New York jeweller Garet James has her fair share of problems: money, an elderly father, a struggling business. One day she comes across an antiques shop she’d never noticed before. The owner possesses an old silver box that’s been sealed shut. Would she help an old man and open it, perhaps? She does…and that night strange things begin to happen. It’s as if her world – our world – has shifted slightly, revealing another, parallel place that co-exists without our knowledge: the world of the Fey…
Garet learns that one of her ancestors was ‘the Watchtower’: an immortal chosen to stand guard over the human and the fey worlds – a role that she has, it seems, inherited from her mother. But the equilibrium between these two existences is under threat. The 16th-century magician and necromancer Dr John Dee has returned, the box has been opened and the demons of Despair and Discord released. In a race against time and impending apocalypse, it is Garet who must find Dee… and close the box.
I desperately wanted to like this more than I did. I love dark urban fantasies, especially where vampires are involved, but I found I wanted this to be darker and edgier than it was.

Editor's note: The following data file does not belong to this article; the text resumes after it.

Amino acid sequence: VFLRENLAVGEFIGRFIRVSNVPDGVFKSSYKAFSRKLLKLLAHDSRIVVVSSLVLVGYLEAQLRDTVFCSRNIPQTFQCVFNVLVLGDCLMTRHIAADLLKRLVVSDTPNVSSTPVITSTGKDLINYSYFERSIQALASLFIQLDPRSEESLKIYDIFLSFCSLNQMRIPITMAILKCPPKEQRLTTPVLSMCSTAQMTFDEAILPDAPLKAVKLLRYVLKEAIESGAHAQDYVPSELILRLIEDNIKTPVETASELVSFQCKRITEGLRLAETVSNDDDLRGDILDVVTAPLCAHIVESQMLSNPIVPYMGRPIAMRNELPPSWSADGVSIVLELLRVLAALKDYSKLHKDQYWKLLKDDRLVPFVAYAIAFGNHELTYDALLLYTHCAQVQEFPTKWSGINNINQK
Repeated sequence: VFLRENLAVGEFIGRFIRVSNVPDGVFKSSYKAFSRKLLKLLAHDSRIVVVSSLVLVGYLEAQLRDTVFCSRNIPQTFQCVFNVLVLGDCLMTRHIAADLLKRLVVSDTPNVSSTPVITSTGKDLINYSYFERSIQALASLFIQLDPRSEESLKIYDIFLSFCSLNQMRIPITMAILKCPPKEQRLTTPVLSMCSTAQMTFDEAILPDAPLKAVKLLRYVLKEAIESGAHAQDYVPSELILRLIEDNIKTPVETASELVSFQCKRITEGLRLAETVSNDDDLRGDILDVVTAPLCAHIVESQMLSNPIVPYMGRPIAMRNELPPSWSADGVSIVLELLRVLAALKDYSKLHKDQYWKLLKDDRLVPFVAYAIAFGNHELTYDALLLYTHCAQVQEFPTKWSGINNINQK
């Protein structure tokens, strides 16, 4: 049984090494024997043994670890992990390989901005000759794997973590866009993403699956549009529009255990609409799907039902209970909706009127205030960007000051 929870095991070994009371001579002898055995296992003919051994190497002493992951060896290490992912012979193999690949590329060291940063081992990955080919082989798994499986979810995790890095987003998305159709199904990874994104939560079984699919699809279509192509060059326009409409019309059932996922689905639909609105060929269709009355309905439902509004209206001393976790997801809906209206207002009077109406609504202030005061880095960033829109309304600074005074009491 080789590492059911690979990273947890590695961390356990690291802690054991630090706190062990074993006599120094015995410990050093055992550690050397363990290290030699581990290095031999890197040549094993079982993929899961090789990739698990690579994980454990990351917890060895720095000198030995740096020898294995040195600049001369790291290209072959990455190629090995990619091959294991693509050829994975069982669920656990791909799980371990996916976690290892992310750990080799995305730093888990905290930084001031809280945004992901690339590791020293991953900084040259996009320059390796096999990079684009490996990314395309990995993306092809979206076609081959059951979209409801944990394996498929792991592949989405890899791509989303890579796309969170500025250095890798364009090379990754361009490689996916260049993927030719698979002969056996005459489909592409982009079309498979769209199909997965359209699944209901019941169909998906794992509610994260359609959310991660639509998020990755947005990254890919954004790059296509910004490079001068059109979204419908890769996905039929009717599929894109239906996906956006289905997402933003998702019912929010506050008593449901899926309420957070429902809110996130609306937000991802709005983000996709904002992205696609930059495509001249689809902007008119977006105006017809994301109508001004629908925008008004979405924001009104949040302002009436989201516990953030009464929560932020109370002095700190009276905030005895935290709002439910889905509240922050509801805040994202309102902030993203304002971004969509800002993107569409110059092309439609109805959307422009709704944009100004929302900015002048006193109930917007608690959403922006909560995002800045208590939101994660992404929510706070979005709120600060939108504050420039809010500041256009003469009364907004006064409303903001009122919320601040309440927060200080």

That’s not to say it’s not good – it is good. There’s a fascinating blend of fact and fiction, with real historical figures borrowed from their own times to lend credence to those from folklore and legend. And the characters are pretty solidly written too. I really liked Garet – she’s fallible and real – but there was something missing for me. She just didn’t come across as a take-the-reigns kind of girl and I wanted her to be more forceful.
Garet’s training also seemed to happen very quickly with not much happening as a result of it, which is a shame, because I felt it was a trick missed. Perhaps (and I can only hope I’m right) her newfound skills will come into play a bit more in the sequel.
Overall, Black Swan Rising is a nice bit of escapism and if you like urban fantasy, this could be just the ticket for you. There’s certainly enough to keep one entertained and maybe just enough to hook you for the second installment.
Reviewed by Kell Smurthwaite
You can find out more about the Transworld Book Group HERE.